The more recent explosion in technical sophistication and high-speed sequencing should not belittle the work of dedicated microbiologists over 50 years in characterizing new species of cultivable oral bacteria, and correlating disease conditions with individual or groups of microorganisms. Although the number of oral microbial species is estimated to be approximately 700 (there are 624 taxa in HOMD) (Dewhirst et al., 2010), there remains debate as to what constitutes a normal oral species. If a cut-off is applied, such that the likelihood that a species will be found in 99.5% of genomes sequenced, then the potential species count rises to about 1200. Because the oral cavity is the portal through which most microorganisms enter the body, it is also possible to identify genomes associated with food, e.g. Rhizobium, drink, e.g. Saccharomyces carlsbergensis, and air, e.g. Legionella.

Back to the present, the main questions now raised by the oral microbiome data relate to fathoming microbial functions in the contexts of health or disease conditions (Xie et al., 2010). In a recent study of oral bacterial communities in healthy subjects it was found that each individual's mouth houses a unique collection of bacterial species. However, about 15 bacterial genera were conserved among the individuals (Bik et al., 2010) showing that communities tend to be more similar when classified at the level of genus, and raising the possibility of defining a core microbiome (Zaura et al., 2009). On top of this, every site in a mouth has a non-random subset of bacteria, the make-up of which varies according to whether the site is basically healthy or diseased (Jenkinson and Lamont, 2005). This is very apparent from studies comparing the microbiota of teeth from children with or without dental caries (Gross et al., 2010; Kanasi et al., 2010); subgingival microbial communities of adults presenting with periodontitis compared with healthy periodontal status (Colombo et al., 2009); the oral microbiotas of HIV-infected subjects (Aas et al., 2007); and the root canal microbiotas from subjects with different types of endodontic infections (Siqueira and Rôças, 2009). Typically, microbiotas found at diseased sites are more structurally complex than those at corresponding healthy sites, suggesting that it might be easier to define microbial community activities at these latter sites.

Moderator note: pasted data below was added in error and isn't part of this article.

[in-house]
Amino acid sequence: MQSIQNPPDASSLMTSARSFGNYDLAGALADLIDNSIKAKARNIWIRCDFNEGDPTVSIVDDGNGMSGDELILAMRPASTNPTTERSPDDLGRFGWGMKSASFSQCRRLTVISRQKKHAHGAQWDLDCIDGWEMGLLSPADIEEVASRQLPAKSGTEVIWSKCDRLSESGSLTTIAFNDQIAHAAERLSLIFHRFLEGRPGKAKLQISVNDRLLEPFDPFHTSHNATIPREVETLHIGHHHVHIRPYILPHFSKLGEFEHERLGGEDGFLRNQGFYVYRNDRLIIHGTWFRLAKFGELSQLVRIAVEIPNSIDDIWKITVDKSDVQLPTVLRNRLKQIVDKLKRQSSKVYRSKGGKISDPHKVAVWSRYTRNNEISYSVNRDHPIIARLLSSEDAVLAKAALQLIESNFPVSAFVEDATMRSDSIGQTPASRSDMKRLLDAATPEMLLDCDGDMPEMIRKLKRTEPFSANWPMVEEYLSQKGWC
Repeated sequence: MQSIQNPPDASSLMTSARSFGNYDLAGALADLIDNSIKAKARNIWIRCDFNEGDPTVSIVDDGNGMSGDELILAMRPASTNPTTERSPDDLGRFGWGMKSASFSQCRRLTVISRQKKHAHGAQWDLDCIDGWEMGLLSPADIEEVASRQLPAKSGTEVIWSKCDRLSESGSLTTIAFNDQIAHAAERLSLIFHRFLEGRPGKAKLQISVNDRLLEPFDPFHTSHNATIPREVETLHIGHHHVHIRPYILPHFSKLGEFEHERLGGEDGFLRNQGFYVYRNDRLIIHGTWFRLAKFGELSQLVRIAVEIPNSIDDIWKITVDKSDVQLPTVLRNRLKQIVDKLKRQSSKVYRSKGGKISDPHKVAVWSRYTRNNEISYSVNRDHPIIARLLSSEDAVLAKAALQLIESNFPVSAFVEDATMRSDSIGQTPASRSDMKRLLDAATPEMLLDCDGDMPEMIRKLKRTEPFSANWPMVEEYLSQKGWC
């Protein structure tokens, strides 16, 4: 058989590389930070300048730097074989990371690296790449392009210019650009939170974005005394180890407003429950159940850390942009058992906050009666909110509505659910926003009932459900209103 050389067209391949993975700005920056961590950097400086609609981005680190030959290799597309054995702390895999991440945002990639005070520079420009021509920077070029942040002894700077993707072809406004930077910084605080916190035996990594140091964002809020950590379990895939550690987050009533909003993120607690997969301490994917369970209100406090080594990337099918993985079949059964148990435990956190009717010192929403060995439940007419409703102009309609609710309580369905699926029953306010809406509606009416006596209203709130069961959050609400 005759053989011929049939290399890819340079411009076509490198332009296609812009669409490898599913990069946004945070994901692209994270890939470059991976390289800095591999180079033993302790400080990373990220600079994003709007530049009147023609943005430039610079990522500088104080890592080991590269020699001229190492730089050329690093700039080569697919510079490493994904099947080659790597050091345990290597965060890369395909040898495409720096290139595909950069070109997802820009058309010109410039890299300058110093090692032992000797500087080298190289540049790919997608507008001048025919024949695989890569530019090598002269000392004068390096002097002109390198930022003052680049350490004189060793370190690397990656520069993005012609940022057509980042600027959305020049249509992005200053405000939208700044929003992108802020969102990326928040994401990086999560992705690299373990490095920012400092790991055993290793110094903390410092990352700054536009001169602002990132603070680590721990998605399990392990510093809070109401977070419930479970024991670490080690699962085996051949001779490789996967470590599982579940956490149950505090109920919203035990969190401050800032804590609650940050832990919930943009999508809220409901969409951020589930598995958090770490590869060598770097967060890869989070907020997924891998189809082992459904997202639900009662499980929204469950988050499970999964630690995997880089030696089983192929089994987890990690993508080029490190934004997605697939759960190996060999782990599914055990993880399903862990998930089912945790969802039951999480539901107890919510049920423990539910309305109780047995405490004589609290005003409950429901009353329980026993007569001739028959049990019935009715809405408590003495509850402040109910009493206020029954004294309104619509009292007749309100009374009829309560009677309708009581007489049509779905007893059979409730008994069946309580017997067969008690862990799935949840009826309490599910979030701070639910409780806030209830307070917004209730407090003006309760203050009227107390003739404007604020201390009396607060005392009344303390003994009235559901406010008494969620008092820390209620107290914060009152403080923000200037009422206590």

Historically, the quest has been to identify cultivable microorganisms that were regularly associated with different oral diseases. Studies of caries-free versus caries-positive subjects, and data from in vivo experimental models, have suggested that mutans streptococci, e.g. S. mutans, Streptococcus sobrinus, were major causative agents of dental caries (Takahashi and Nyvad, 2011). Other studies have shown that three species of bacteria, so-called the red group, were consistently associated with adult periodontal disease (Socransky et al., 1998). However, molecular methodology has come up with some interesting discoveries that challenge dogma (Table 1). For example, the anaerobic Gram-positive bacillus Scardovia wiggsiae has been designated a new caries pathogen (Tanner et al., 2011). This organism was found in plaque from carious lesions in children in the presence or absence of S. mutans. Future studies on S. wiggsiae are anticipated to determine pathogenic potential in experimental in vivo models, characterize virulence factors and assess usefulness as a risk indicator for dental caries.

Table 1.  Changing concepts in oral disease aetiologies.
DiseaseTraditional microbial pathogen aetiologyNew concept pathogenic communities
  1. Additional references: Kazor and colleagues (2003); Faveri and colleagues (2008); Haffajee and colleagues (2008); Riggio and colleagues (2008).